AI use grows among retail stores, New York considers biometrics for liquor sales
Move over passwords and PINs, retail stores are introducing new tech to help shoppers check out their goods, including biometrics and artificial intelligence.
Amazon is expanding its “pay-by-palm” technology Amazon One and its rapid rollout to numerous stores at once may give it a strong head start in biometric payments, according to trade publication Pymnts. George Hanson, senior vice president and chief digital officer at Panera Bread which has been using Amazon One palm payment technology, says that the company’s guests are continuing their digital adoption, including using their mobile phones for payments.
One of the reasons behind its fast growth is consumer demand: More than half of consumers (51.7 percent) who have used biometrics for authentication say that they prefer this method, a January report on consumer authentication preferences published by Pymnts and authentication provider Entersekt found.
In July, Whole Foods said it will equip every one of its more than 500 stores with palm biometrics payment by the end of 2023. Back in May, Amazon One also introduced a new age-verification function but it’s also rolling out other tech to prevent minors from buying liquor.
Last week, a liquor store in Seattle called Downtown Spirits became the first in the world to use Amazon’s Just Walk Out technology. An Amazon spokesperson clarified for Eater that the technology does not use biometric information but relies on a combination of computer vision, sensor fusion, and deep learning to allow stores to charge shoppers for what they pick off of shelves without having to go to a cashier. Previous Just Walk Out installations have used Amazon One devices for customers to scan their palm biometrics or a payment card on entry.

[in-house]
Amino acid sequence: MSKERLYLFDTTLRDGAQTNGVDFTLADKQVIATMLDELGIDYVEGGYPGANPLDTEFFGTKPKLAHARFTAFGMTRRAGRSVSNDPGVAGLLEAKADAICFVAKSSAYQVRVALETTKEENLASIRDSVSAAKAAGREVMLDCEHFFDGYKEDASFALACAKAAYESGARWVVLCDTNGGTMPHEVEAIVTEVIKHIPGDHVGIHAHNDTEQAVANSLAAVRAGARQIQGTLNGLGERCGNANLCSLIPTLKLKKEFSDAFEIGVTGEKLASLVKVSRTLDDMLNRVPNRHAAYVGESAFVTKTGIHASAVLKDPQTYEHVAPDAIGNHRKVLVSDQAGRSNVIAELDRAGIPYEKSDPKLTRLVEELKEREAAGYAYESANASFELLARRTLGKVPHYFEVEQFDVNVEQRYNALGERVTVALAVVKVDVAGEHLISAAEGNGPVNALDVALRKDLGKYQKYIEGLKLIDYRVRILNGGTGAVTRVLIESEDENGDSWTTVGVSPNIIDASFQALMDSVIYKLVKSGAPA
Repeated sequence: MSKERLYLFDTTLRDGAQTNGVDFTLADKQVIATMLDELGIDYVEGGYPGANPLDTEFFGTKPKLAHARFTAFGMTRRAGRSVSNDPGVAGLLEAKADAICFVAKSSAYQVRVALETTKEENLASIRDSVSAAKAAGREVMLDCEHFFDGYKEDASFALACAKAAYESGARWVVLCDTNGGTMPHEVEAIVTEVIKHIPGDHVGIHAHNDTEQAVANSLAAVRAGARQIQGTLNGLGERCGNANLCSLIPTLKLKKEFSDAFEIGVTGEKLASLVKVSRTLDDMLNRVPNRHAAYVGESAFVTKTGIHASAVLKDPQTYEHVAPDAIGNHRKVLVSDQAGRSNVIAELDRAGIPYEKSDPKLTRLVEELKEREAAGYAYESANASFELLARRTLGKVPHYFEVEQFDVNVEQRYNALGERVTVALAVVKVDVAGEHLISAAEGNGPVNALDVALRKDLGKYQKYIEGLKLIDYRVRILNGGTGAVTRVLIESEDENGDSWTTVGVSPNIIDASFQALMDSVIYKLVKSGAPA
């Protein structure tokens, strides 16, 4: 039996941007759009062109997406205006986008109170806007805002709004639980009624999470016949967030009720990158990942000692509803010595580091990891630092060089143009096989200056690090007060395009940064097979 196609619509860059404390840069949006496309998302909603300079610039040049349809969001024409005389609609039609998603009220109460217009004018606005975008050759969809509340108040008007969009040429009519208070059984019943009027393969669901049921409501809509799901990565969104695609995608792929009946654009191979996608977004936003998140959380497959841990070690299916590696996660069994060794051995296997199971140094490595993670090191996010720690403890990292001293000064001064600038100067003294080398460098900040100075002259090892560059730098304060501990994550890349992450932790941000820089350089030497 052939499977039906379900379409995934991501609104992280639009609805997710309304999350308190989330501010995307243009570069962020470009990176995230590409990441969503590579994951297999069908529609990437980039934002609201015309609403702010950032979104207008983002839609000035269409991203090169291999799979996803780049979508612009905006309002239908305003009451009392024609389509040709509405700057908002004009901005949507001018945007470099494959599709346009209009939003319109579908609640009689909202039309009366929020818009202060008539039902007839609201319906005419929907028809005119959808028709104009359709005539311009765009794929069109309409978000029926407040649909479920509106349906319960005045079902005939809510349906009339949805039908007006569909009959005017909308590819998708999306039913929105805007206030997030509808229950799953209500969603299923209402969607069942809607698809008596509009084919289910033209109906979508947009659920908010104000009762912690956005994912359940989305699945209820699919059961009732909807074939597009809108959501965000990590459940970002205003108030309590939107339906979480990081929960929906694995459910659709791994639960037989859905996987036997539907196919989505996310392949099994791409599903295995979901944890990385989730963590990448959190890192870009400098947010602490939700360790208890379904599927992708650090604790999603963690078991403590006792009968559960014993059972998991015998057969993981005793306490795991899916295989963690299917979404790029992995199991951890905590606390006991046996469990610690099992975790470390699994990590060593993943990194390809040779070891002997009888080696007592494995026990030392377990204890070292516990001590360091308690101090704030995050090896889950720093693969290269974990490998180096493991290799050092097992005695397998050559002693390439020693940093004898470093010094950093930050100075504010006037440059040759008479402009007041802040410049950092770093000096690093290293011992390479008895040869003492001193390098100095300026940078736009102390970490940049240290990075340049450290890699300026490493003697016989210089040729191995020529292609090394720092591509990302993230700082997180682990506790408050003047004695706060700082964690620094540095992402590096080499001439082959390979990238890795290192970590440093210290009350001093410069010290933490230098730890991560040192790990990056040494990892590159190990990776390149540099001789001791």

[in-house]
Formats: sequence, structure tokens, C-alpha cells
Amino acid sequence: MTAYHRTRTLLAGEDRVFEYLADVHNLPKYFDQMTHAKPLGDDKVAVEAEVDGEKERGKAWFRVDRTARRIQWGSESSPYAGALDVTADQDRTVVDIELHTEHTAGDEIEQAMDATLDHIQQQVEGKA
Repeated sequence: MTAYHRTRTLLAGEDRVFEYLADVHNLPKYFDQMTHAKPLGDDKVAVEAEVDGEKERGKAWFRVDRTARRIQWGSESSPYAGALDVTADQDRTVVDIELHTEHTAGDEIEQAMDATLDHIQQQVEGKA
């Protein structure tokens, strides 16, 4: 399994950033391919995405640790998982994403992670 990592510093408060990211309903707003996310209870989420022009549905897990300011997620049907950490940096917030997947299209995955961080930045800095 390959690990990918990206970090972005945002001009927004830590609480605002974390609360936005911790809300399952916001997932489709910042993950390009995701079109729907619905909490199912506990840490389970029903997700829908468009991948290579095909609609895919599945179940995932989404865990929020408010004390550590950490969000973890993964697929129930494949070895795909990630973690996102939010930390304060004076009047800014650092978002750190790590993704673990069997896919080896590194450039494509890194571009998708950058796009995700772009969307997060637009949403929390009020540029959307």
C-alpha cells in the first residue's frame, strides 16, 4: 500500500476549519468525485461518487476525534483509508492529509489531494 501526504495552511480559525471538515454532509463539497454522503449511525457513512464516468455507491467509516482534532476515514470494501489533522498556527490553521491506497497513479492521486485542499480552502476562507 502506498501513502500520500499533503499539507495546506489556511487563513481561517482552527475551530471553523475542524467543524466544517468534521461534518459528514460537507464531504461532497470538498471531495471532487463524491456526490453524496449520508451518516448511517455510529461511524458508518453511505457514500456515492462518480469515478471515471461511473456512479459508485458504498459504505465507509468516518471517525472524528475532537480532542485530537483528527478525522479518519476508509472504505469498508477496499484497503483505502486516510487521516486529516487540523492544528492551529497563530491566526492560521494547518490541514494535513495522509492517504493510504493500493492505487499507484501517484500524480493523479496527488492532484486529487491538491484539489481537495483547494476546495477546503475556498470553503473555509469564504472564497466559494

Amazon is not the only entity introducing new tech to limit alcohol consumption among minors.
New York senator James Skoufis has proposed a new bill that could introduce biometric scanners in his state’s liquor and tobacco shops, StateScoop reports. Skoufis cites examples such as Seattle’s CenturyLink and Safeco Fields, which use fingerprint scans for age verification during alcohol purchases
However, the bill, first introduced in 2021, doesn’t clarify who would store the biometric data. Unlike other states, such as Illinois and Washington, New York does not have a law regulating biometric data privacy and the bill is already attracting scrutiny from organizations such as the International Association of Privacy Professionals.
Meanwhile, companies are also deploying computer vision without biometrics in shops for unstaffed retail and self-checkouts.
Retail tech company AiFi believes that we are at the tipping point for autonomous retail to go mainstream thanks to AI, Forbes reports. Its “advanced tracking algorithms” allow shoppers to purchase items in-store without having to wait in line or stop to scan or pay.
7-Eleven is jumping on the bandwagon. Its Australian stores plan to offer the My 7-Eleven App Pay and Go 2.0 which is expected to launch in 10 stores by the end of 2024. The app will be developed with Grabango and will leverage AI to enable customers the choice to skip the register, without the need to scan goods with their device, the companies said in an announcement.
7-Eleven has previously tested palm-vein authentication in its stores.